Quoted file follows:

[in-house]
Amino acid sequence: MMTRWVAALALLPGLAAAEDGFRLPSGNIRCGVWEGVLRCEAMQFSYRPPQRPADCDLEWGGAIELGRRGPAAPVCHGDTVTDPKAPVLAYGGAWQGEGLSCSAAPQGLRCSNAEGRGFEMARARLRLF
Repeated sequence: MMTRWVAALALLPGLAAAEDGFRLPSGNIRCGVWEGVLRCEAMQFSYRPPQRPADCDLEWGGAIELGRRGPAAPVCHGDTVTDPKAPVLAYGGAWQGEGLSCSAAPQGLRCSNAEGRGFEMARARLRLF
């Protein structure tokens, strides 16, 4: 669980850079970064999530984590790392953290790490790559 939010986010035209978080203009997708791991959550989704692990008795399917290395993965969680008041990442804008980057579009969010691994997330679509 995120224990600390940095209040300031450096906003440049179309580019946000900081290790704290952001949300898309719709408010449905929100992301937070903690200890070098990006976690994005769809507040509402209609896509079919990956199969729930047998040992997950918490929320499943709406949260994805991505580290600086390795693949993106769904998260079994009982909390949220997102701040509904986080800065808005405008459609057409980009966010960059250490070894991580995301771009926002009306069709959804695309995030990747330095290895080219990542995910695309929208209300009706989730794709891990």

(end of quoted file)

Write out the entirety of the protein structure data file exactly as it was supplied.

[in-house]
Amino acid sequence: MMTRWVAALALLPGLAAAEDGFRLPSGNIRCGVWEGVLRCEAMQFSYRPPQRPADCDLEWGGAIELGRRGPAAPVCHGDTVTDPKAPVLAYGGAWQGEGLSCSAAPQGLRCSNAEGRGFEMARARLRLF
Repeated sequence: MMTRWVAALALLPGLAAAEDGFRLPSGNIRCGVWEGVLRCEAMQFSYRPPQRPADCDLEWGGAIELGRRGPAAPVCHGDTVTDPKAPVLAYGGAWQGEGLSCSAAPQGLRCSNAEGRGFEMARARLRLF
């Protein structure tokens, strides 16, 4: 669980850079970064999530984590790392953290790490790559 939010986010035209978080203009997708791991959550989704692990008795399917290395993965969680008041990442804008980057579009969010691994997330679509 995120224990600390940095209040300031450096906003440049179309580019946000900081290790704290952001949300898309719709408010449905929100992301937070903690200890070098990006976690994005769809507040509402209609896509079919990956199969729930047998040992997950918490929320499943709406949260994805991505580290600086390795693949993106769904998260079994009982909390949220997102701040509904986080800065808005405008459609057409980009966010960059250490070894991580995301771009926002009306069709959804695309995030990747330095290895080219990542995910695309929208209300009706989730794709891990």